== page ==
According to Georgia State University, all organisms in the animal kingdom have six common characteristics, including being multicellular, heterotrophic and mobile at some life-cycle stage. They also include sexual reproduction, quick responses to stimuli and the absence of cell walls. Some of these characteristics, for example, sexual reproduction, occur in organisms from other kingdoms, but organisms with all six of these characteristics are animals.
Being heterotrophic, most animals derive their energy indirectly from the Sun. Green plants engage in photosynthesis and convert sunlight into an energy source. When animals eat this food source they can use some of the energy in the plants for survival. However, some animals live near deep geothermal vents and feed on organisms that capture the energy found in chemicals rather than sunlight.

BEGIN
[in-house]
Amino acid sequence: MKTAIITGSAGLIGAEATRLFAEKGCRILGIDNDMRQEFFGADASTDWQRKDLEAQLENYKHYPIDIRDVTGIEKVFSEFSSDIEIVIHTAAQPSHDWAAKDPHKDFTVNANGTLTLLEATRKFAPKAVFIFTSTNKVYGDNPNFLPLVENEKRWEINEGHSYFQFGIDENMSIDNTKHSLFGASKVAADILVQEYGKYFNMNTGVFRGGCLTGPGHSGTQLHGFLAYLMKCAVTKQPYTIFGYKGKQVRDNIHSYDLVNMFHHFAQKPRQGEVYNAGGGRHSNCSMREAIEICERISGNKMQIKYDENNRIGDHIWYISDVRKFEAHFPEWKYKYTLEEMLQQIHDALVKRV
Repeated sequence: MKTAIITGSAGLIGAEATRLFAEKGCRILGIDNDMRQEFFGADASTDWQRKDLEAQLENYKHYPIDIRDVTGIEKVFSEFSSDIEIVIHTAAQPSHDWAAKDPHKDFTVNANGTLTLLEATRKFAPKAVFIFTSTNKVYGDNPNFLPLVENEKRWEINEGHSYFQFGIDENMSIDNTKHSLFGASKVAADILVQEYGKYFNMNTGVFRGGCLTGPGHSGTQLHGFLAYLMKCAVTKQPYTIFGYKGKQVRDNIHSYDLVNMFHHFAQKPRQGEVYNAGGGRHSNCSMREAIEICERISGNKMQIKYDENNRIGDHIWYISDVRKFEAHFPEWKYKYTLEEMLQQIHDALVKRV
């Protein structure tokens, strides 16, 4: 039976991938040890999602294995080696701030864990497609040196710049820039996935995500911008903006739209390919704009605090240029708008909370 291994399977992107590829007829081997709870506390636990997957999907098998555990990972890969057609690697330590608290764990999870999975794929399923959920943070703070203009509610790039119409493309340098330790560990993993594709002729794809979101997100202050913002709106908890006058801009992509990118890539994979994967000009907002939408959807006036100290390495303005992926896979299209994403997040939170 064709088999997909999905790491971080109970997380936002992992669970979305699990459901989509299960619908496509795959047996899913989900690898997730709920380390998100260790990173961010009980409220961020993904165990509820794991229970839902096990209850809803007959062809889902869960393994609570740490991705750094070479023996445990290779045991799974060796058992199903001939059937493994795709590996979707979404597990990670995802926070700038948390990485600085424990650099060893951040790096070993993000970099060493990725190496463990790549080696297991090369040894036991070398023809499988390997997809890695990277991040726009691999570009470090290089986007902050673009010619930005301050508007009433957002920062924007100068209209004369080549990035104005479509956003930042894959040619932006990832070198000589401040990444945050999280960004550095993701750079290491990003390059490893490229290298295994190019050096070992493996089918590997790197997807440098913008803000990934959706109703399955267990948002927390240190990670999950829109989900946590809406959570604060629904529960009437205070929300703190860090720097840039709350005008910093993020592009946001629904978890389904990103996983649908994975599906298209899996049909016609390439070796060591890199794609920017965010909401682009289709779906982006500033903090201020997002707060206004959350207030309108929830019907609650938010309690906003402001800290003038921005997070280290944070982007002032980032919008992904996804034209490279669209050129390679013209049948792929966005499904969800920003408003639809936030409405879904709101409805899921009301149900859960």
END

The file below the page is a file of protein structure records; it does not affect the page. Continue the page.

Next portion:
While animals exhibit a similar set of traits, this is not the reason they are all placed in the same kingdom. They are all placed in the same kingdom because all living animal species descend from a common ancestor. While these six characteristics describe most animals, there are a few exceptions. Some lizards and snakes are able to reproduce asexually.
Most animals have bodies composed of muscles, nerves, organs and blood. However, sponges and a few other primitive lineages do not produce different tissues.